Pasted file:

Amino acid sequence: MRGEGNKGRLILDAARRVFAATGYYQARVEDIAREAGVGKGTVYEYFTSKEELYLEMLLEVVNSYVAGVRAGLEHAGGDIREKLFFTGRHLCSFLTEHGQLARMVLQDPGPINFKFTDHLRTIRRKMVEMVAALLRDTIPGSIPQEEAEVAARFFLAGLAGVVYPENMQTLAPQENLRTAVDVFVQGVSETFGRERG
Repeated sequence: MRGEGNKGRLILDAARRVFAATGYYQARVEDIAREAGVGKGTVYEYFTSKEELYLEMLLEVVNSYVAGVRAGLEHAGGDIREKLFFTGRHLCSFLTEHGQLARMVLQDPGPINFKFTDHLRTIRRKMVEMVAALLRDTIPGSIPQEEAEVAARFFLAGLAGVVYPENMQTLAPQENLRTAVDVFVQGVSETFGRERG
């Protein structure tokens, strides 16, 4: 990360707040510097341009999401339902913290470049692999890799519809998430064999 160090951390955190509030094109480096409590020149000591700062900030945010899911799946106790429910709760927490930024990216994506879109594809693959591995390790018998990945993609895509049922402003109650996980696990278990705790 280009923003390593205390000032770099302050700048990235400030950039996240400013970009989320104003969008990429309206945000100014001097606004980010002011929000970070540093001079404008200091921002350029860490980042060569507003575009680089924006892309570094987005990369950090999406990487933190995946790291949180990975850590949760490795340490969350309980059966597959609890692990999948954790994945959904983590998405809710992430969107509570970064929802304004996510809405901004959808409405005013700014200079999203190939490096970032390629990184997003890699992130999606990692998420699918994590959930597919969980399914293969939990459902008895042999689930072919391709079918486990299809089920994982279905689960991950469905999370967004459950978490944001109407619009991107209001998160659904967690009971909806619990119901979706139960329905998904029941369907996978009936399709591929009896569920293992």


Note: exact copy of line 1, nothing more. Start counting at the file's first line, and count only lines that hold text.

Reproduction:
Amino acid sequence: MRGEGNKGRLILDAARRVFAATGYYQARVEDIAREAGVGKGTVYEYFTSKEELYLEMLLEVVNSYVAGVRAGLEHAGGDIREKLFFTGRHLCSFLTEHGQLARMVLQDPGPINFKFTDHLRTIRRKMVEMVAALLRDTIPGSIPQEEAEVAARFFLAGLAGVVYPENMQTLAPQENLRTAVDVFVQGVSETFGRERG